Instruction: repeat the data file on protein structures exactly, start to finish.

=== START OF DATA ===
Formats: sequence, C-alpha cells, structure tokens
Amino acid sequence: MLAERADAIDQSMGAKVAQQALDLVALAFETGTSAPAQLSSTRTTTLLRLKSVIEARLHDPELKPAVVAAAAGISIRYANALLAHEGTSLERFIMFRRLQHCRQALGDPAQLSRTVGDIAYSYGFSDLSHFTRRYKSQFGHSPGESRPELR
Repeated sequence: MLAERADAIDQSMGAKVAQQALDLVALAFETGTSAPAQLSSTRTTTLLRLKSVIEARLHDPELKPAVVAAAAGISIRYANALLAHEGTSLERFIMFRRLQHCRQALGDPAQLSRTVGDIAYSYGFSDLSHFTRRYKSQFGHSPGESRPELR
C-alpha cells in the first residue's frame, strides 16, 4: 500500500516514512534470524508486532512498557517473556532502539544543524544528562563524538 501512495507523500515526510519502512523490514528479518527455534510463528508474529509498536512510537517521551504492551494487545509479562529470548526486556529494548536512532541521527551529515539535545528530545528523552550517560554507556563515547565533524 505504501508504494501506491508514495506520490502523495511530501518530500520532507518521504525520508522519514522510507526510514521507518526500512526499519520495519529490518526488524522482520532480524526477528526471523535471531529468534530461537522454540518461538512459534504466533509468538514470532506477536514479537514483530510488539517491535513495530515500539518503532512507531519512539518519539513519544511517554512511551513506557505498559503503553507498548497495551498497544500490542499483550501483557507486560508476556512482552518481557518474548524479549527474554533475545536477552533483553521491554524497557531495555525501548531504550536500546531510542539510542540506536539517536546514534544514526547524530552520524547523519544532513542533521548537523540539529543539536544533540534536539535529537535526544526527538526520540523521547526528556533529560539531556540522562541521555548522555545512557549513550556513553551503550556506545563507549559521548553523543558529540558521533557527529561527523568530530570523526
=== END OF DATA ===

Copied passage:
Formats: sequence, C-alpha cells, structure tokens
Amino acid sequence: MLAERADAIDQSMGAKVAQQALDLVALAFETGTSAPAQLSSTRTTTLLRLKSVIEARLHDPELKPAVVAAAAGISIRYANALLAHEGTSLERFIMFRRLQHCRQALGDPAQLSRTVGDIAYSYGFSDLSHFTRRYKSQFGHSPGESRPELR
Repeated sequence: MLAERADAIDQSMGAKVAQQALDLVALAFETGTSAPAQLSSTRTTTLLRLKSVIEARLHDPELKPAVVAAAAGISIRYANALLAHEGTSLERFIMFRRLQHCRQALGDPAQLSRTVGDIAYSYGFSDLSHFTRRYKSQFGHSPGESRPELR
C-alpha cells in the first residue's frame, strides 16, 4: 500500500516514512534470524508486532512498557517473556532502539544543524544528562563524538 501512495507523500515526510519502512523490514528479518527455534510463528508474529509498536512510537517521551504492551494487545509479562529470548526486556529494548536512532541521527551529515539535545528530545528523552550517560554507556563515547565533524 505504501508504494501506491508514495506520490502523495511530501518530500520532507518521504525520508522519514522510507526510514521507518526500512526499519520495519529490518526488524522482520532480524526477528526471523535471531529468534530461537522454540518461538512459534504466533509468538514470532506477536514479537514483530510488539517491535513495530515500539518503532512507531519512539518519539513519544511517554512511551513506557505498559503503553507498548497495551498497544500490542499483550501483557507486560508476556512482552518481557518474548524479549527474554533475545536477552533483553521491554524497557531495555525501548531504550536500546531510542539510542540506536539517536546514534544514526547524530552520524547523519544532513542533521548537523540539529543539536544533540534536539535529537535526544526527538526520540523521547526528556533529560539531556540522562541521555548522555545512557549513550556513553551503550556506545563507549559521548553523543558529540558521533557527529561527523568530530570523526